I hope what I have said here tonight will bring the Minister to his senses and make him realise that as his Leader said the other day, the time for the fun is over, the time for the buffoonery is over, the time for the gallery and the publicity is over. The Minister must do his duty to ensure that the security of the State is properly maintained.
I want the Minister to explain how  it is that a ham radio operator was able to pick up a security message on Saturday, 23rd March, and because he could listen in to two sources he was able to say to the world at large that arms were consigned for Ireland and were on a certain ship. I read this in the papers but outside of that I was told that this ham radio operator was able to pick up this message. How can we have security if an ordinary ham radio operator, living not far from Cork, can pick up a top security message and relay it to the world at large? Suppose I was a man out for destruction and a member of an organisation that wanted to get at one of those ships for the arms it would be easy to get a man in that position and get all that information.
I also want the Minister to state definitely when the arms were commissioned, when they were loaded, at what port and when they were due to arrive in this country. He talked about the security of this cargo. There is great security on it now as it is being transferred by road from Cork to Dublin. The very fact that the Army had to convey it and mount guard on it, as is right and proper, shows that if they knew what was happening on last Sunday and Monday they would have done their job. They were willing to do their job but the message was not relayed to them. It was held back on purpose by the Minister for Defence.
The boat docked at Greenore and was searched by the armed forces, which they were quite entitled to do if they had any suspicions. What I object to is the Minister for Defence, an ordinary layman like myself, going to the area in the full glare of publicity and taking complete command. What qualifications has he for directing such an operation? What experience or expertise has he to do this? There was one other incident in which the Minister became involved which left a very bad taste because he interfered with the course of justice and separated nationals from non-nationals. The non-nationals were let flee from the country when they should have been before our courts.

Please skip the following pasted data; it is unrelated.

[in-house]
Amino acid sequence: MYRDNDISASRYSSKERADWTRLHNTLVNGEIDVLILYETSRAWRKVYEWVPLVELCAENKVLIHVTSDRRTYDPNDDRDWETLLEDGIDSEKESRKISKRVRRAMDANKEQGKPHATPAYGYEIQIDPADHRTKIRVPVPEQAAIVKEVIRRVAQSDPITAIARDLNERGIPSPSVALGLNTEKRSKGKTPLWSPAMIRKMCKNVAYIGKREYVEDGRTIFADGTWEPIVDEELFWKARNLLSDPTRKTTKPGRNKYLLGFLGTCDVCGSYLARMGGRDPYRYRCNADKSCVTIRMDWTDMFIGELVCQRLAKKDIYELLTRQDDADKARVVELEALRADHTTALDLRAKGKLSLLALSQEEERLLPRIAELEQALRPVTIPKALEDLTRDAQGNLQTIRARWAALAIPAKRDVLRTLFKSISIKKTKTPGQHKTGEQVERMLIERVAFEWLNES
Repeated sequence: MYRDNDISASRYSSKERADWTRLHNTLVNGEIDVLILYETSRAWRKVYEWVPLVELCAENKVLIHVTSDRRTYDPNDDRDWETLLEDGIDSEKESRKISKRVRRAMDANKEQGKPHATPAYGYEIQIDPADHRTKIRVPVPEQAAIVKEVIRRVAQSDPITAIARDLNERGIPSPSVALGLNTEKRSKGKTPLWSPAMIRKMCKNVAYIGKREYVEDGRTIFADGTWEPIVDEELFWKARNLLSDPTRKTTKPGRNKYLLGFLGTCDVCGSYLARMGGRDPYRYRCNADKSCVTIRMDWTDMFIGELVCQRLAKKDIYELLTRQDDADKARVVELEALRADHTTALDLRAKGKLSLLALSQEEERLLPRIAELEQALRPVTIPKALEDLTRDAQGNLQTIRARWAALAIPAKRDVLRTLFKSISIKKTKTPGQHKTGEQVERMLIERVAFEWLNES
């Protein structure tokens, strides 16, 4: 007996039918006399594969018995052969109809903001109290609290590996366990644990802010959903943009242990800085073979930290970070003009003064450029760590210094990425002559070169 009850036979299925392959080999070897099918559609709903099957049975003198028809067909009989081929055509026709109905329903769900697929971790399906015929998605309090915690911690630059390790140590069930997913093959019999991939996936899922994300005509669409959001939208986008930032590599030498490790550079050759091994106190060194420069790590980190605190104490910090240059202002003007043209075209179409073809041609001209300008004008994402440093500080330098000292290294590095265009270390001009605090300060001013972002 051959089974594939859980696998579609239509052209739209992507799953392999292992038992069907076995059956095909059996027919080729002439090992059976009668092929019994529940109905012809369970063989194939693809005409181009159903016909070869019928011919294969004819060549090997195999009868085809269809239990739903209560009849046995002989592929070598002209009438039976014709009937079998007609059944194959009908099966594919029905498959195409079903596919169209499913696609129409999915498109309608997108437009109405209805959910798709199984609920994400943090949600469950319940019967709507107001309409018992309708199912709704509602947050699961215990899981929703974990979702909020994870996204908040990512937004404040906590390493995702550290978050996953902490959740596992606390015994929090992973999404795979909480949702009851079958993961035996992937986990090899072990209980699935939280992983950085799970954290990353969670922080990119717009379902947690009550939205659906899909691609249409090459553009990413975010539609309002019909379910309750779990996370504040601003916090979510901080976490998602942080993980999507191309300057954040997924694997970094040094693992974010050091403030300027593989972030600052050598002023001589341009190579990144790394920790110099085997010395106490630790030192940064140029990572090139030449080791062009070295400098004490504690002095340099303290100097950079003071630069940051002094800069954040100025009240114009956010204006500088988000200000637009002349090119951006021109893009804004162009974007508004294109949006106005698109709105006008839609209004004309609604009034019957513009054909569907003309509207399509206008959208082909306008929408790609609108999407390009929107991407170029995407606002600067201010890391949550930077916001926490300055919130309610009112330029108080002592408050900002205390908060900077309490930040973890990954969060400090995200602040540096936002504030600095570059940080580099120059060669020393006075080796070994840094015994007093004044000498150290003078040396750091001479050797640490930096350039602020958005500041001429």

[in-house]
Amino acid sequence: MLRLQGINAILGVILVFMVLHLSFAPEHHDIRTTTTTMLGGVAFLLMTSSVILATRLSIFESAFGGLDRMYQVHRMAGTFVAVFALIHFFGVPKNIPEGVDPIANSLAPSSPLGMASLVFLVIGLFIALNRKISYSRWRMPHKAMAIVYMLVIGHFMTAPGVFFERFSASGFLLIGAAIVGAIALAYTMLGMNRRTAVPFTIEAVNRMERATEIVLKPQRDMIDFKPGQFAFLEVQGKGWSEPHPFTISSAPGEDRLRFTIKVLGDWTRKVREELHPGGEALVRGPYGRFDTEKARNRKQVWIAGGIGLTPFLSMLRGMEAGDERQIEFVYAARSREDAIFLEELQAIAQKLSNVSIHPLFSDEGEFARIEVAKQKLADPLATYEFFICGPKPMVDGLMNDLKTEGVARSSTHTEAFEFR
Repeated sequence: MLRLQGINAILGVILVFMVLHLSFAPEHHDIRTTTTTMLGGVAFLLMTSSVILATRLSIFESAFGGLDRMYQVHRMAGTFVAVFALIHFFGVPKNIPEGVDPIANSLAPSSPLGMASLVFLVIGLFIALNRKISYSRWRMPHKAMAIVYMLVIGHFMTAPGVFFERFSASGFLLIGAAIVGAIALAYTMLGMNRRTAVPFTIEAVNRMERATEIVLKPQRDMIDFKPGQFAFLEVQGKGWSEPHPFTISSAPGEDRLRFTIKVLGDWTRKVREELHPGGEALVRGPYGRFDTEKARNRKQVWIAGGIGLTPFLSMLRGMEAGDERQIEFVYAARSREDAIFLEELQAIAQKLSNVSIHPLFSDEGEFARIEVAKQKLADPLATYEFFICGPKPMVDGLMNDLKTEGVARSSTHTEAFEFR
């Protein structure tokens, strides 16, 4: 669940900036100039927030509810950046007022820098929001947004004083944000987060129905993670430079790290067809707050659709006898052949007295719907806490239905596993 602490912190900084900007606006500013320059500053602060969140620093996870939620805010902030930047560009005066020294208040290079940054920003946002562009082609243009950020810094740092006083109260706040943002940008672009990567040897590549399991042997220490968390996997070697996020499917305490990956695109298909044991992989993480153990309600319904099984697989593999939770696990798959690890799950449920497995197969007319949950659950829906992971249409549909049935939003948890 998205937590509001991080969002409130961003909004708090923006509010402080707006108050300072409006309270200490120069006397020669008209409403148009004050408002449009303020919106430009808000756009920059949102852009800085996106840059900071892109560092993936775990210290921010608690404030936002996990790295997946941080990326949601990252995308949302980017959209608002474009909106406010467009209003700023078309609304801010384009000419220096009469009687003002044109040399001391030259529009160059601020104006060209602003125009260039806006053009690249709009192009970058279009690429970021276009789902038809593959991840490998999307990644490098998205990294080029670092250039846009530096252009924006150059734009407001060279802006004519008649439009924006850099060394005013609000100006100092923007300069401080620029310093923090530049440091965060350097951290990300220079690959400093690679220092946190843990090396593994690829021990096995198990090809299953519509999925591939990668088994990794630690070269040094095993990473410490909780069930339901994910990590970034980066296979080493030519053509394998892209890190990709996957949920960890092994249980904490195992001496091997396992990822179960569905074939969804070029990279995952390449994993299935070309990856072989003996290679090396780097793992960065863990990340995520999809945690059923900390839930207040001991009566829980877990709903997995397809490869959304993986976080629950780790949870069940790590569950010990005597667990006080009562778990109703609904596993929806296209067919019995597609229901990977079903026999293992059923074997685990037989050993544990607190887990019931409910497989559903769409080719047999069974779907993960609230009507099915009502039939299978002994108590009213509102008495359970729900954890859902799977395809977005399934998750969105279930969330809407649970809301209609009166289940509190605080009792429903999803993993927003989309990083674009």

Mr. Meaney: The Minister's action was resented by the officers and the Army in general. They are willing and able to do their job but they are being hindered by the Minister in the way he is looking for full publicity in the Press and on television.
Mr. Meaney: I have several complaints but I cannot give the names. However, I can assure the Deputy the men were only too glad to give their names. They want to be rid of the Minister. I was looking at television last night when the Minister was questioned on this matter and I thought he made the most derogatory remarks about our Defence Forces. He said it was a routine search at Greenore and that he just came to thank them. As a matter of fact, he said, “I came to thank the Garda fellow and the soldier fellow”. This is typical of the way the squire spoke to his servants. The fact that the Minister is a member, or at least is associated with the squirearchy may account for this attitude.
As long as he is Minister I hope he will never interfere again with the Army when they are doing their duty, as they were at Greenore until he arrived. The Minister also said on television last night that probably he should not talk at all. I wish he lived by that rule because it would be the greatest blessing to us. However, any man who is looking for publicity is bound to keep blathering.
When discussing the arms searches the Minister had a good swipe at the Press. He said that when the Press were deprived of a scoop it was like a lioness losing her cubs. The Minister has not given satisfactory answers to the questions put to him. I wish to know if there are other arms on  the high seas, legally commissioned by the Government? If so, what guarantee has this House and the nation that the Minister knows when they are arriving? Will he transfer them to the Defence Forces who, no doubt, will mount a proper security guard?
Mr. Meaney: We should learn a lesson from the past week, otherwise we will be a complete laughing-stock. We are bad enough with what has happened already to our security system but we would have been the laugh of the country if some of these ships had been hijacked and the arms taken. It is all right to say that there was only blank ammunition but there could also have been live ammunition.